yards on the left of the regimental line and within 100 yards on the right. The ground here comparatively open, with isolated large trees and low brush; the soil was boggy, with standing water about ten to eighteen inches deep. The men got their foothold at the roots of the brushwood. The regiment remained here some ten minutes, firing from the shelter which the men took, until the infantry on the right center had been forced back, and their fire enfilades our line. The One hundred and twenty-seventh fell back some fifty yards, formed a new line, and laid down, supporting the artillery on the road, which fired over them. Two companies of the One hundred and twenty-seventh were here formed across the road with fixed bayonets, to prevent straggling from the right center and the right. I then relinquished my temporary command in the road and rejoined my regiment. The artillery soon fell back a few yards, and the One hundred and twenty-seventh fell back to a new position in front of the artillery, and still under the guns, where it remained for an hour, when it was ordered back some twenty yards, and formed line with the same front but at the left of and in line with the advanced guns, where it remained until the action closed. The regiment was the last to leave the field, being ordered to act as rear guard. After it had fallen back as such in the rear for a quarter of a mile, it was relieved by another regiment, which took its place, under orders from General Potter. After reaching the cross-road church, it moved on to the cross-road leading to Boyd's Neck, and bivouacked for the night about 500 yards down this road.
I have the honor to submit herewith a report of casualties, as required, numbering 7 killed, 44 wounded, and 2 missing; total, 53.
Very respectfully, your obedient servant,
Colonel, Commanding 127th New York Volunteers.
Captain W. C. MANNING,
Acting Assistant Adjutant-General.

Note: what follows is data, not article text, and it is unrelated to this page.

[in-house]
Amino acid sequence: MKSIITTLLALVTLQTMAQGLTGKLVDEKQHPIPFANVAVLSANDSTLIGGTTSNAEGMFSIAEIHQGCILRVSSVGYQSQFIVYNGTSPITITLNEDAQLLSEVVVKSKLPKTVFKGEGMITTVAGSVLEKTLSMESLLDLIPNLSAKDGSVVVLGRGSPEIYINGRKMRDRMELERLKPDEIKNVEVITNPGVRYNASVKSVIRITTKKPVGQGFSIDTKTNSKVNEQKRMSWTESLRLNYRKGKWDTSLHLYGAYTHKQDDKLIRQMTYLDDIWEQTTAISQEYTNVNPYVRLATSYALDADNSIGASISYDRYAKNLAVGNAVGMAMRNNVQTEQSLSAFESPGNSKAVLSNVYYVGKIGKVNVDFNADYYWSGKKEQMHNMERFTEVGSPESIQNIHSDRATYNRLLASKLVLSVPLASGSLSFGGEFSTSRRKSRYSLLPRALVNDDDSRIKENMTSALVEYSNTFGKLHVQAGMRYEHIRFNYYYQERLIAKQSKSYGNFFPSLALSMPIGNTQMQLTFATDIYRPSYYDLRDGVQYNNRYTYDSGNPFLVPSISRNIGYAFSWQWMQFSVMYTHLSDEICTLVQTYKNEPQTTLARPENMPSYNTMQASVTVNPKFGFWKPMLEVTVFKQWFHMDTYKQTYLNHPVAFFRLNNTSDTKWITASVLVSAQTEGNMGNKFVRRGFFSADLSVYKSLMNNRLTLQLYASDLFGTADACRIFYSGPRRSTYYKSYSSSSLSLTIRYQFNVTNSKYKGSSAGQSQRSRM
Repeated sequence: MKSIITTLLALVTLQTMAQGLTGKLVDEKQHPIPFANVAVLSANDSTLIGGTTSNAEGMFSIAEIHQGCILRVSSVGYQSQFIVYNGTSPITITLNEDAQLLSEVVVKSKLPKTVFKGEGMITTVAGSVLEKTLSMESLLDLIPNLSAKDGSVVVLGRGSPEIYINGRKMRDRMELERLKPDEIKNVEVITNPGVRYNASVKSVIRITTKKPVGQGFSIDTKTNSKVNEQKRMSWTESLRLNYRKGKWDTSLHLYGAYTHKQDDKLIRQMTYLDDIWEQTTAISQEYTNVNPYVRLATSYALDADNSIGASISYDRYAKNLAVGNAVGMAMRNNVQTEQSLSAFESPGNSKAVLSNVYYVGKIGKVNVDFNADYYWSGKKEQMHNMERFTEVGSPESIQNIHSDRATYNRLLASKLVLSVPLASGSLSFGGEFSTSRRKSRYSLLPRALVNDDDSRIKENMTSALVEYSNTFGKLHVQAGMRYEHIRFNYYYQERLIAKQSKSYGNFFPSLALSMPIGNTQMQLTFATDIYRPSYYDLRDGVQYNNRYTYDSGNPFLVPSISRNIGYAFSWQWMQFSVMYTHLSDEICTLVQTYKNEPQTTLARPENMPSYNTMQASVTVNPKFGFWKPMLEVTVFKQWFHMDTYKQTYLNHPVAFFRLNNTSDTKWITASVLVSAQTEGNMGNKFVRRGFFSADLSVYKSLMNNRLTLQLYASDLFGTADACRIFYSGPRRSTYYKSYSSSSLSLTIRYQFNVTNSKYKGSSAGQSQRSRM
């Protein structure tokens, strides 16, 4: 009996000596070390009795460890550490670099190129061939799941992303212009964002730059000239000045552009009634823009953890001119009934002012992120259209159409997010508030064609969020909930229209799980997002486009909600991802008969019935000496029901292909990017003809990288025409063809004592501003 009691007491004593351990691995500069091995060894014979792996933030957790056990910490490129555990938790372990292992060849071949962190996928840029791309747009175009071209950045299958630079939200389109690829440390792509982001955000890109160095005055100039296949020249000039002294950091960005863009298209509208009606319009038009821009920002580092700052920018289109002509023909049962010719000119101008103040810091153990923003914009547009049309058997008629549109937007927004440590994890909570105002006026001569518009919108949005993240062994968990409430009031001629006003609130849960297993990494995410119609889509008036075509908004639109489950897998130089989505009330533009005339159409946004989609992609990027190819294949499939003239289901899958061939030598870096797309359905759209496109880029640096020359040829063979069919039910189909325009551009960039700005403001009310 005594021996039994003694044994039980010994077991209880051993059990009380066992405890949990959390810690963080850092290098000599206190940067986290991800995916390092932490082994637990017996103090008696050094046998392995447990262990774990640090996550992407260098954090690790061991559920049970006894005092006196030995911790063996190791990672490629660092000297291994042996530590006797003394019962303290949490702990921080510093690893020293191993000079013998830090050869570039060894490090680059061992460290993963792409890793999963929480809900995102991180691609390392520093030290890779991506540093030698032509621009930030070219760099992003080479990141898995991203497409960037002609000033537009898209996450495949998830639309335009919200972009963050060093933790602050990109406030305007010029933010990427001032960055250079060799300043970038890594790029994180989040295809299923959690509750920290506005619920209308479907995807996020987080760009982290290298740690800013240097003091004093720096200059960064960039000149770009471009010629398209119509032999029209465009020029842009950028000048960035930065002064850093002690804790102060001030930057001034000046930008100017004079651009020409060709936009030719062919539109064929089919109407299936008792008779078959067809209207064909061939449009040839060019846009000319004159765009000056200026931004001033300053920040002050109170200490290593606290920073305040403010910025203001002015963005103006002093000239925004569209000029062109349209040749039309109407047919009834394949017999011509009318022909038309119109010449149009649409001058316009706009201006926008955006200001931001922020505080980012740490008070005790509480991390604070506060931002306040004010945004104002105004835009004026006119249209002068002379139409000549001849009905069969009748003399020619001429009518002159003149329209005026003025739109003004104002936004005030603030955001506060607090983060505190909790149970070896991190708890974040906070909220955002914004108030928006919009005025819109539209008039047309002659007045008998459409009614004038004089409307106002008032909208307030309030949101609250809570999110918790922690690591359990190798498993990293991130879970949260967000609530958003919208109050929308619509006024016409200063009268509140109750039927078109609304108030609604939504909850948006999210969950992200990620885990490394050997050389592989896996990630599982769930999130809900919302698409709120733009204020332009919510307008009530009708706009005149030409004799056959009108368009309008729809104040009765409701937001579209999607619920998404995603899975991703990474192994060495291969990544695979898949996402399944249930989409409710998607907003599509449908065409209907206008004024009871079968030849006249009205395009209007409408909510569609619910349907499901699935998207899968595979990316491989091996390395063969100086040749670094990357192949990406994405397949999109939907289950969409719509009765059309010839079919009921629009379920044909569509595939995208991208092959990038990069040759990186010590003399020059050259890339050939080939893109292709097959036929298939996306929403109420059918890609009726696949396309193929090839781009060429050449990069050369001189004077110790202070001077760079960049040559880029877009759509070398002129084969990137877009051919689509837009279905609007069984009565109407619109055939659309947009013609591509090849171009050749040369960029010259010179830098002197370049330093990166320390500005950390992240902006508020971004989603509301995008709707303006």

Numbers 5. Report of Lieutenant Colonel Nathaniel Haughton, Twenty-fifth Ohio Infantry. HDQRS TWENTY-FIFTH Regiment OHIO VET. VOL. INFTY., Boyd's Landing, S. C., December 3, 1864.
CAPTAIN: I have the honor to make the following report of the part taken by my regiment in the action of November 30, 1864:
About 9 a. m. we left the White Church, the One hundred and twenty-seventh New York in advance, taking the road toward Grahamville; had moved but a short distance when the enemy opened with a battery in front. I formed my regiment on the right and left of the road in line of battle, to support the advance of the One hundred and twenty-seventh New York. Moved forward until the advance was checked and the long grass in front [fired] by the enemy. My regiment then moved forward-the right wing farther to the right and the left wing farther to the left to avoid the burning grass- and met a division of the enemy on our right; the rebels soon fell back. I then moved to the road and advanced by the flank until their batteries opened from a second position; I then formed the right of a second line on the right of the road.
Moved steadily forward by the right of companies until the first line- composed of the Thirty-second U. S. Colored Troops and a part or all of the One hundred and forty-fourth New York-was fired upon with musketry. This caused the first line to waver, and the Thirty-second fall back in considerable confusion. I immediately formed line of battle,